Neither sprint nor summit finish today’s stage offers a good chance of a breakaway sticking to the end… where a tough finish awaits.
Stage 12 Wrap: Alberto Contador defended his jersey after Cannondale’s Matthias Krizek launched an audacious bid to overcome his 1h32 minute deficit on the red jersey. Ok, nothing else happened but well done to Krizek for doing something. As predicted the action was saved for end and as well as a sprint finish there was a crash that split the field and took out several riders. John Degenkolb won to get three wins and to repeat an identical win in 2012.
The Route: north and almost to the coast. 188km and a route for a breakaway although with no obvious climb or other selective features getting up the road early will require strength and good luck. Later on the three categorised climbs have their moments but there’s nothing fierce. The Alto Estacas de Trueba is gradual and gentle at 3-4% most of the way while the Puerto de la Braguía is steeper but still not much to suit the climbers. The Alto del Caracol – more of which below – is a touch harder but it’s still far from the finish to provide a launchpad to the finish line.
The Finish: more irregular than the lumpy profile above already suggests, the final kilometres rise and fall at with some steep gradients at times. It’s all in a park… but the Parque de Cabárceno is a former iron mine and now hosts wild animals.
The Scenario: a breakaway seems most likely if not certain. It’s a course that’s neither sprint not summit finish and the main GC teams will be happy to let a non-threatening group go up the road.
Even if a break is clear watch to see if any of the GC contenders take a flyer in the final moments to gain time. Maybe Chris Froome spots a hippo and feels at home?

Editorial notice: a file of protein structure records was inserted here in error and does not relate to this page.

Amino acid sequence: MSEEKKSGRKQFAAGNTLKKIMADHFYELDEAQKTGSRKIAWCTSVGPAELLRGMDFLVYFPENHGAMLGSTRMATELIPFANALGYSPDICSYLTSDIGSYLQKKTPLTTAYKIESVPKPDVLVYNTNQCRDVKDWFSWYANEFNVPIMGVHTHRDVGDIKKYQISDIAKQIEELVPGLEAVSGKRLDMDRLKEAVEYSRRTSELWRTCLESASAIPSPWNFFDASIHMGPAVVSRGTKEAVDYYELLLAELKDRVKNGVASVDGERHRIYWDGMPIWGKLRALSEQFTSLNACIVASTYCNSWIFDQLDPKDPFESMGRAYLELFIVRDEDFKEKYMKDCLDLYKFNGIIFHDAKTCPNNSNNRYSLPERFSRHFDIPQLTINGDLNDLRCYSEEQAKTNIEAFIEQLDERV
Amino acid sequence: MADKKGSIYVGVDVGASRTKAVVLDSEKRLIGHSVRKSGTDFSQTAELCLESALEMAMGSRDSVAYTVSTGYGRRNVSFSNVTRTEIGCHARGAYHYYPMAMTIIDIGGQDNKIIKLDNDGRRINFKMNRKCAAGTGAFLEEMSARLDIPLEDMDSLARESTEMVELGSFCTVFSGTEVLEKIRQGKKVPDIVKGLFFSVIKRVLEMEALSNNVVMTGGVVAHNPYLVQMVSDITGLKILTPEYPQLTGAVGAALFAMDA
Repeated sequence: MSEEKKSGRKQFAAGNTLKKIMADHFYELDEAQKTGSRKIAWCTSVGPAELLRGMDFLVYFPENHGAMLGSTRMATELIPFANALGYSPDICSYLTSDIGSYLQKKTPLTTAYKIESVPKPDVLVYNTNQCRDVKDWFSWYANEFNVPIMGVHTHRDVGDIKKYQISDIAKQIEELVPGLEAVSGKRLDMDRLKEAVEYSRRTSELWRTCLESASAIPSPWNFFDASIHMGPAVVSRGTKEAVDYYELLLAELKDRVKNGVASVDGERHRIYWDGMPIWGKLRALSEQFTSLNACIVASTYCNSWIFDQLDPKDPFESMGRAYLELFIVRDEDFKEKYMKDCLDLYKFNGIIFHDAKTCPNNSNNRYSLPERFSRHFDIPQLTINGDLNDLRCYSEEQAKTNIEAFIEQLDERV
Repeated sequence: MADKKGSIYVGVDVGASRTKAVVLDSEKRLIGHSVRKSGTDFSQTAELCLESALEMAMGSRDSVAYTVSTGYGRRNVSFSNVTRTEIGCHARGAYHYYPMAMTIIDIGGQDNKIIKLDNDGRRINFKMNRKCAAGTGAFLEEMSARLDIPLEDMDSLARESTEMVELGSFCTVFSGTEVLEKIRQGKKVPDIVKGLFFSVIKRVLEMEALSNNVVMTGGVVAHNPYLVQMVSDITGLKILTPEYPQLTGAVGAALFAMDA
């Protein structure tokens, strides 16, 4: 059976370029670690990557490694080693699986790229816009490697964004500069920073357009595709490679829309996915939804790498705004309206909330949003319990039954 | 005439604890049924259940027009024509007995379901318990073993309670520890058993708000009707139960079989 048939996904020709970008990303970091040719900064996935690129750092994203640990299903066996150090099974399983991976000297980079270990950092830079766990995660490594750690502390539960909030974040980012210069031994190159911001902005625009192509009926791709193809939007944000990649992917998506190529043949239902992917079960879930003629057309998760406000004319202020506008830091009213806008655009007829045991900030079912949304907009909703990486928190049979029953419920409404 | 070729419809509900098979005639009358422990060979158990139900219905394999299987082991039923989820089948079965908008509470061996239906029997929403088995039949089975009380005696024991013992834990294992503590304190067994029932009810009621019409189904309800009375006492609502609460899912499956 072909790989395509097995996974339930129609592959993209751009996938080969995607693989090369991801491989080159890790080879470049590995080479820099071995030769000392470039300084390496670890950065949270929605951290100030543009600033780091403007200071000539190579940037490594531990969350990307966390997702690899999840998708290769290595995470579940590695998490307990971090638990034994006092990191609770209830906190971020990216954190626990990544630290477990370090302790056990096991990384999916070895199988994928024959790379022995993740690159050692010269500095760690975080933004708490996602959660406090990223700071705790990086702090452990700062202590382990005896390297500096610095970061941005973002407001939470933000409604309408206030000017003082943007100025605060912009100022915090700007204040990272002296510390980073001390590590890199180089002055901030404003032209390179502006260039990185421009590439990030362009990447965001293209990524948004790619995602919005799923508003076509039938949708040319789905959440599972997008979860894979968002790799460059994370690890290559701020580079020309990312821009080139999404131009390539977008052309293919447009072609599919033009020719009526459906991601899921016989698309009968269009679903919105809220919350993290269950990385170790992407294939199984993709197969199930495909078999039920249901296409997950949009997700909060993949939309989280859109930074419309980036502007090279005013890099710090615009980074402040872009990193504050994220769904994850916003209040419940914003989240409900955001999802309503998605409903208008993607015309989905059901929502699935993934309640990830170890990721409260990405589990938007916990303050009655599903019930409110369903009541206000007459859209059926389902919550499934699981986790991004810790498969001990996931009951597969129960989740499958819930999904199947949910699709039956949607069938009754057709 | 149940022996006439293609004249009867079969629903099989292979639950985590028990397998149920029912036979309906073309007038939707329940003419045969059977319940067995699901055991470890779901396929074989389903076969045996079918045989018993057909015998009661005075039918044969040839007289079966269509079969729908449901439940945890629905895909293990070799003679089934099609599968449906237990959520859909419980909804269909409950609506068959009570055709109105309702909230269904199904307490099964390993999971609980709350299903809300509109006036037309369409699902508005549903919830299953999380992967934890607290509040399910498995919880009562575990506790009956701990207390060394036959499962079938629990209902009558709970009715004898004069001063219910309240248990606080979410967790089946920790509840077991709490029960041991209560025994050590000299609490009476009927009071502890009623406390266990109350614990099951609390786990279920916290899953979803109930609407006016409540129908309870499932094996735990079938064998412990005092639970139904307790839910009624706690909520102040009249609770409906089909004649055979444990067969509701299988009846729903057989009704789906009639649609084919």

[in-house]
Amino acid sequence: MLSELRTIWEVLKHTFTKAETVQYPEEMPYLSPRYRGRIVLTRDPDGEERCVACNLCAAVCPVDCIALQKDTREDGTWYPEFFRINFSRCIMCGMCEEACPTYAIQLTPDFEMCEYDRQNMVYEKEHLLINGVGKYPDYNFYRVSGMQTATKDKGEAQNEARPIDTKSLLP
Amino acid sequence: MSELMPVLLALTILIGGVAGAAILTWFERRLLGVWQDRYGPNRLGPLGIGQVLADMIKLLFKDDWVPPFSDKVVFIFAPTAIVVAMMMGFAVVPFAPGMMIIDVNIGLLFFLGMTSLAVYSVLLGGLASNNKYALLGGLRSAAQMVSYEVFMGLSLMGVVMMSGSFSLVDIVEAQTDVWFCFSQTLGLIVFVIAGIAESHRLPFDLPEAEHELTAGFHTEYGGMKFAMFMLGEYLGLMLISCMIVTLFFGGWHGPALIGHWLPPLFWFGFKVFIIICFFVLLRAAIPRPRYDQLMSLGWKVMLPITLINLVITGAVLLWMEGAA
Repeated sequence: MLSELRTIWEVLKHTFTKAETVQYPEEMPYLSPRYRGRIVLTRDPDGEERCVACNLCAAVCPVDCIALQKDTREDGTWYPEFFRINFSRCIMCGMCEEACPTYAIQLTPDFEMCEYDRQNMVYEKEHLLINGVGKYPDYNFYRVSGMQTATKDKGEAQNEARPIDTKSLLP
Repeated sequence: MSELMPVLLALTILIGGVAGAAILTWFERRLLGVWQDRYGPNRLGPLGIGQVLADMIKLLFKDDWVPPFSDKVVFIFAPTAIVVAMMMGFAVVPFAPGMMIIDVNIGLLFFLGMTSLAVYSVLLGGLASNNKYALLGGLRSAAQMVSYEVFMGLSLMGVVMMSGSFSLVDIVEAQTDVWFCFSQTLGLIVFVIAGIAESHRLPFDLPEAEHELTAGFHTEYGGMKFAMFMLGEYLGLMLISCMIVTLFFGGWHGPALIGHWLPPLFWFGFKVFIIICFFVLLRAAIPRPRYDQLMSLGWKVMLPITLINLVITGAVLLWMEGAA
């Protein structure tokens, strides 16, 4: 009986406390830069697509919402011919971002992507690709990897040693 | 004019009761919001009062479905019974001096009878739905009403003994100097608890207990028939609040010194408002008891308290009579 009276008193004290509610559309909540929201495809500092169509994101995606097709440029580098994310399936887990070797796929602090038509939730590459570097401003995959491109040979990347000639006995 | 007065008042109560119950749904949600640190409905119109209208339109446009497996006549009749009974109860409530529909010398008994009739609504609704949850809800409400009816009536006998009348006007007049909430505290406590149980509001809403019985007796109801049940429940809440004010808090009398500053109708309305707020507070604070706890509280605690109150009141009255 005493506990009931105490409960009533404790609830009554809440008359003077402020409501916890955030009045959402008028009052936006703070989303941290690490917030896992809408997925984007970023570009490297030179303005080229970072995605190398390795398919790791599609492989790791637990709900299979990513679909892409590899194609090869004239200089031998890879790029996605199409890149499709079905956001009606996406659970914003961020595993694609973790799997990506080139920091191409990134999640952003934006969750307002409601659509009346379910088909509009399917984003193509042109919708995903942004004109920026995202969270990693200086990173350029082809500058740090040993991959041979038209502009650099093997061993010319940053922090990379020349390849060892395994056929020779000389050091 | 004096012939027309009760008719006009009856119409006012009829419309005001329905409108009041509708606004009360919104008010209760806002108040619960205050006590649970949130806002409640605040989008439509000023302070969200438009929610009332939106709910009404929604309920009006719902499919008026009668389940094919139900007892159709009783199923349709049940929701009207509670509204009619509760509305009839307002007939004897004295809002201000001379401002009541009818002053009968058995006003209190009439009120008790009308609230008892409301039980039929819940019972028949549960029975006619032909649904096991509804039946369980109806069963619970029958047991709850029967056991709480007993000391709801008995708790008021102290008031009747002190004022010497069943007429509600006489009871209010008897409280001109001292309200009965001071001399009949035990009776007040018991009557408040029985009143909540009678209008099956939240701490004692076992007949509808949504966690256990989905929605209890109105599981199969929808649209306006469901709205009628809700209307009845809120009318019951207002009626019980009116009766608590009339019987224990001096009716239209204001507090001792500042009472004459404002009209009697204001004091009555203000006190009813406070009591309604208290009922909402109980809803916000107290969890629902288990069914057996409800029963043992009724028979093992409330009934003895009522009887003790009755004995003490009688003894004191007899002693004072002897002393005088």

The Contenders: Philippe Gilbert is the default pick because he’s coming into form and could win from the breakaway or a “bunch sprint” from a reduced group. A similar story for John Degenkolb, I think he’s chances are more reduced as he’s less likely to break clear but he could clean up in a sprint. But trying to pick a rider today is a lottery, enjoy the unpredictability of it all.
|Alessandro de Marchi, Ryder Hesjedal
|Haas, L-L Sanchez, Sicard, Degenkolb, Domont, Matthews
TV: As usual the finish is expected for 5.40pm Euro time.
Daily Díaz: Today’s last categorised climb is Alto del Caracol (km 151,5) which has featured several times in the Vuelta. About 10 kilometers long at an average 5,5%, it is far from being the hardest of the race, but it has a funny name for a mountain pass. Why funny? Caracol means “snail”. Hopefully riders will not resemble caracoles on their way to the top, but one thing you may not know is that snails are often eaten in Spain. In Valencia, where I come from, you can have them on their own (with tomato sauce), or mixed with rice (what many people know as paella). By the way, if you feel like eating a “paella”, I hope you have strong teeth: paella is the pan where you cook the rice, not the dish itself. Anyway, if you order a “paella” for lunch, no one will misunderstand you.
Thanks to cycling podcaster and history teacher Manuel Pérez Díaz for the local information. You can follow him on Twitter as perezdiazmanuel